The last jump, oh, the last jump was for his grandmother.
“Everything I do,” Dyshon Vaughn said, “I dedicate to her.”
The Career High senior was sitting in third place at the New Balance Nationals Indoor meet at The Armory in New York. Saturday already was going to be a good day. With one dash, one leap, one sweet landing, it would become an unforgettable one.
“I was just grateful to be out there with all these great jumpers from around the U.S.,” Vaughn said Wednesday. “The guy before me didn’t beat me, so I’m guessing I secured third place. At that point, last jump, I thought, ‘Just give it all you have.’”
Vaughn hadn’t had a chance to practice Friday night. An indoor facility wasn’t available around New Haven. He said his coach Kareem Jackson had guided him through the day, working a little together before the meet. Vaughn would jump 23-8 to push into the finals, just shy of his personal best.
Later, Jackson would tell Vaughn he took off behind the board on that sixth and final jump. Still, the height was good.
And it felt great,” he said.
When he landed he found out how great. Dyshon Vaughn was the national indoor long jump champion at 24 feet, 5 1/2inches (7.45 meters). The jump tied Jeremiah Willis of Cicero, N.Y. Their second-best jumps of 7.11 meters also had been equal. Vaughn’s third-best of 7.10 topped Willis’ 6.68.
“I was really excited,” Vaughn said. “I gave my coach a big hug. I’m his first boys All-American.”
Vaughn posed for a few photos. He did an interview. He couldn’t wait to call his grandmother Phyllis, the woman who had raised him since he was 1, starting under the most of tragic of circumstances. Vaughn knew she’d be excited. He hoped she wouldn’t be so excited that she’d have a heart attack.
The surface story with Dyshon Vaughn is a good one. He didn’t start long jumping until his sophomore year. He joined the outdoor track team in the spring of 2016 to improve his cardio for basketball. He loves the game. He played it since the fourth grade, played varsity as a sophomore and would again as a junior.
Vaughn knew he had hops. He didn’t know there was another avenue to use them.
“Honestly, I never knew that they even had field events,” he said. “I was going to do sprints. I never knew there was a long jump.”
By the end of that sophomore year, folks around the state knew him. He jumped 22-4 1/2 to win the Class M meet and took third in the state open. He also was second in the Class M triple jump. Colleges began to reach out. As a junior, he jumped 23-2 1/4 and won the Class S long and triple jumps. He finished seventh at the New Balance Nationals Outdoor with a triple jump of 45-13/4. He decided to forego hoops for indoor track as a senior. Good choice.
“Basketball is a fun sport, but getting into schools is important, education is important,” he said. “Basketball I can always play on the side, together with my friends. Being as gifted as I am in this sport, I felt like I should take this further and not chase a sport that’s not coming to me.”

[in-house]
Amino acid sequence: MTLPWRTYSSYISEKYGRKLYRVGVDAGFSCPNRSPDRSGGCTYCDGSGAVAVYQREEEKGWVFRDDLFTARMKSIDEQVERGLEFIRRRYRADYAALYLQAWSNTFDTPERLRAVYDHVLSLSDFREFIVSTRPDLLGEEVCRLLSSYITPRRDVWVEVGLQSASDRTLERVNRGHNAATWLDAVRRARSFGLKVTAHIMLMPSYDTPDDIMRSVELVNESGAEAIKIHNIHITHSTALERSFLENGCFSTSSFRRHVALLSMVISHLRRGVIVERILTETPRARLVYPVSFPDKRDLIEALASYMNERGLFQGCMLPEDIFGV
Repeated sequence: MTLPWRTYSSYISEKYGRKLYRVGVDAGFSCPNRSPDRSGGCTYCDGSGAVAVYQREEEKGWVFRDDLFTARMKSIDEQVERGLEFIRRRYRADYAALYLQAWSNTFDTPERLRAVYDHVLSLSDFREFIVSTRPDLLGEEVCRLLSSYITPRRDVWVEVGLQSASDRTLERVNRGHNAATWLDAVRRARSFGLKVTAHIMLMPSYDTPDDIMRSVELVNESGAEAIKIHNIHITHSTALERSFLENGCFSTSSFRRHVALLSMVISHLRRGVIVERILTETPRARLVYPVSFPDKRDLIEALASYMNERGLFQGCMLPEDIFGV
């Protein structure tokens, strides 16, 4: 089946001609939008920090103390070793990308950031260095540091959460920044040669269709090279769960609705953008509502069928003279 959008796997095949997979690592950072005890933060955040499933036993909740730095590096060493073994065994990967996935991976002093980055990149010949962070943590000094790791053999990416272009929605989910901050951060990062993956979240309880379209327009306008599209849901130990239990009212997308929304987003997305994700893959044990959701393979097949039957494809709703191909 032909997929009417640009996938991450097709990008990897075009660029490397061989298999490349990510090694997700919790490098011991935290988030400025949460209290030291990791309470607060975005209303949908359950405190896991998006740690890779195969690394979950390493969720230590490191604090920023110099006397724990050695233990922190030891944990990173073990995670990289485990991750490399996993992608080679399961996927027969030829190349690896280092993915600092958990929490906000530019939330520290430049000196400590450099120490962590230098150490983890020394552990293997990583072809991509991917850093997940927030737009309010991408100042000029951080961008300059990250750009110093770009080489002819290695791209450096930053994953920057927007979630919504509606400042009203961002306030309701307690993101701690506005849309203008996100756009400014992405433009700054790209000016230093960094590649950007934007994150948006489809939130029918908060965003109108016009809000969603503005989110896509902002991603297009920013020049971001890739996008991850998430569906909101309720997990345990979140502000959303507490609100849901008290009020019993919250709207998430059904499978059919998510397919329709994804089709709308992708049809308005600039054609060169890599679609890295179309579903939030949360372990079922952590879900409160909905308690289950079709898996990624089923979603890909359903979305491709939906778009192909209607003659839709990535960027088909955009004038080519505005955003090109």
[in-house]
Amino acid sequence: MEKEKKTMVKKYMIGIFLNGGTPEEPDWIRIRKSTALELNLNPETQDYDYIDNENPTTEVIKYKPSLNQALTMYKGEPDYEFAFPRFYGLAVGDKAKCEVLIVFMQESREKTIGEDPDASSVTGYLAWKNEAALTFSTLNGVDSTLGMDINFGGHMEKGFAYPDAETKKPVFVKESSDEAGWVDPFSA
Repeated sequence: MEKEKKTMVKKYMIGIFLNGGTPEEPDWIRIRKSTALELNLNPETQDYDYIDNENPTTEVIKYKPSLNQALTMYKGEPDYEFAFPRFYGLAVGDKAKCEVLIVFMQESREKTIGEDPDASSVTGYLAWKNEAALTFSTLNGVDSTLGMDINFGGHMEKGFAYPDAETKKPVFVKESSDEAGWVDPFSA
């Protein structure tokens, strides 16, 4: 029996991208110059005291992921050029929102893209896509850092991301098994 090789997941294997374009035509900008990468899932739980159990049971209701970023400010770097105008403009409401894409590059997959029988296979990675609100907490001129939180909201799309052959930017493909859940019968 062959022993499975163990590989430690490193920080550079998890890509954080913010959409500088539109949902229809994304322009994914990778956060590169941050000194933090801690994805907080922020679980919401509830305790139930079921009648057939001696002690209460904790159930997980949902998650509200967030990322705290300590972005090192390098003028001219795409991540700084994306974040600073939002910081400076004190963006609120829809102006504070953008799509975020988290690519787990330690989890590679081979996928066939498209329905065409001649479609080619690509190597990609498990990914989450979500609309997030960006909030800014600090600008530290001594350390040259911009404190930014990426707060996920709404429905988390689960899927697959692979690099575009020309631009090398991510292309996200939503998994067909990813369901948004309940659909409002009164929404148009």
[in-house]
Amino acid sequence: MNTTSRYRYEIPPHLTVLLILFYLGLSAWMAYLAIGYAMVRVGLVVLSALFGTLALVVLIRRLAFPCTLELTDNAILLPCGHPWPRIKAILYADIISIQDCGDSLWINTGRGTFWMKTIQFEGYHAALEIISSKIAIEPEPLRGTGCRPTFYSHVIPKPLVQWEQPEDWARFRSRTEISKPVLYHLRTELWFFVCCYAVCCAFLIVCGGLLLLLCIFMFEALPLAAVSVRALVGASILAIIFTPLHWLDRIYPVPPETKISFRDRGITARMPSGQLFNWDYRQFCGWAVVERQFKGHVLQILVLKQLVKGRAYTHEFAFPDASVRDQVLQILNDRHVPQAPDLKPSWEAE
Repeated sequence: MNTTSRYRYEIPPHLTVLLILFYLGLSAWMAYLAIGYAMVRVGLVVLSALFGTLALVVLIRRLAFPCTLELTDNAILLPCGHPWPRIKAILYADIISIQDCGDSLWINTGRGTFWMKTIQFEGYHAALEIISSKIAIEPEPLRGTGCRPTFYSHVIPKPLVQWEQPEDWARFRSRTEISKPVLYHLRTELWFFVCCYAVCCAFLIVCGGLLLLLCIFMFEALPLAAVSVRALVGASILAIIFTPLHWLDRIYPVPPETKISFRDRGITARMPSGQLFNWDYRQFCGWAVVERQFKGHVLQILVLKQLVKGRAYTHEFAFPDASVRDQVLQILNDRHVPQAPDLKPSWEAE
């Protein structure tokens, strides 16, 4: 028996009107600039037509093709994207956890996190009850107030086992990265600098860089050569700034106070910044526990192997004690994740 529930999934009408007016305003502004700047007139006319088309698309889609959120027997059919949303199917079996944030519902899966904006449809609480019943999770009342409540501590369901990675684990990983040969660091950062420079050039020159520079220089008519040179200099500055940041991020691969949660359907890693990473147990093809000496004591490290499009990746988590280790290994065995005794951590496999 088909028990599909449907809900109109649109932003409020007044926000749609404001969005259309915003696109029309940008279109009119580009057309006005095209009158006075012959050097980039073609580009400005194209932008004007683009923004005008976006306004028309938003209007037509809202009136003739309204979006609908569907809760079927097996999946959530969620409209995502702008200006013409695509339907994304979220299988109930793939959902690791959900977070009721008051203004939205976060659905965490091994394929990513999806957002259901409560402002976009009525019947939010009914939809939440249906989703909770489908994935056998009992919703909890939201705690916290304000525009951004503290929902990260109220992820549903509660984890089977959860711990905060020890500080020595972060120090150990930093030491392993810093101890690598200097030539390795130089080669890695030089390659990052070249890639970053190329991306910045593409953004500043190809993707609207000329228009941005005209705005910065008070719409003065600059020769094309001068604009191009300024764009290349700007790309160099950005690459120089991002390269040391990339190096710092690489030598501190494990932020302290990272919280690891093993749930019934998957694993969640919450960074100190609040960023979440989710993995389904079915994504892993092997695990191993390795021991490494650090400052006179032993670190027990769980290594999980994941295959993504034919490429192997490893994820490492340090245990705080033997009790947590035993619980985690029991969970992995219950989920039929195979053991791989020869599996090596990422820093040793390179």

And Career? Yes, he said, the magnet school in New Haven has been good for Dyshon Vaughn.
“My mom attended Career,” he said. “That’s the reason I decided to come here.”
Vaughn didn’t say much about his mom on this day and, to be honest, it wasn’t until I went back and read about Lakeia Vaughn in old New Haven Register stories that I came to understand the depth of her son’s story.
Lakeia was on her way to get some fried dough at a nearby carnival when she stopped her car to talk with a friend on Winthrop Avenue in New Haven in the summer of 2000. A white Ford Taurus pulled alongside. Shots, evidently intended for that friend, were fired. Lakeia Vaughn was hit in the head, a young mom a month away from graduating from hairdressers school was left dead. So was Lamont Brockenberry, who was on a nearby porch. The friend did not cooperate with the police. It wasn’t until 2011 the cold case was solved.
“My grandmother took me in, has taken care of me my whole life,” Vaughn said. “I give her credit for everything. She has always been there to support and motivate me. She always makes sure I’m on top of things.
“She spoils me a little bit too much. I’ve got to tell her sometimes, you can’t spoil me this much because when I get out in the real world it’s not going to be this easy. She does such a great job. though.”
Vaughn talked about working at Holiday Hill in Prospect to save money. He said he was able to put a down payment of $6,000 on an $18,000 2015 Mazda5, nice wheels for a first car.
“But she has been helping me pay off the car and it’s more than halfway,” he said. “This is beyond the track stuff, she’s doing it out of love. I appreciate and love her so much.
“When I was little she’d get me everything I want. If I cried for it, she’d feed into it, which was good in the moment for me. But growing up, I’m not to going to have everything I want and she started being a little stricter as I got older. I guess she saw my mother and me. It was just kind of hard for her to say no.”
The good news is the spoiled boy didn’t spoil. He gets it. And now the calls come. From UConn, from Southern Illinois, from Florida, Iowa and Colorado State. Since Saturday, they have picked up on momentum through Facebook and Instagram.
“How close the school is, I think that will have a lot to do with my decision,” Vaughn said. “A lot of kids want to leave and go for off to college and it’s good to have a lot of experiences. But with the impact my grandmother has had on my life, it’s hard to go too far. I want to be at a reasonable distance where I could drive or take a quick flight to get back to her.
“Her brothers did track, so they understand how big what happened is for me. She knows it’s a big thing to come in No. 1 in the country in anything. It doesn’t matter what it is. She supports me because she knows how important it is to me.”
Lakeia Vaughn’s boy grew up a national champion. It would be her mom that made sure he grew up to be a man.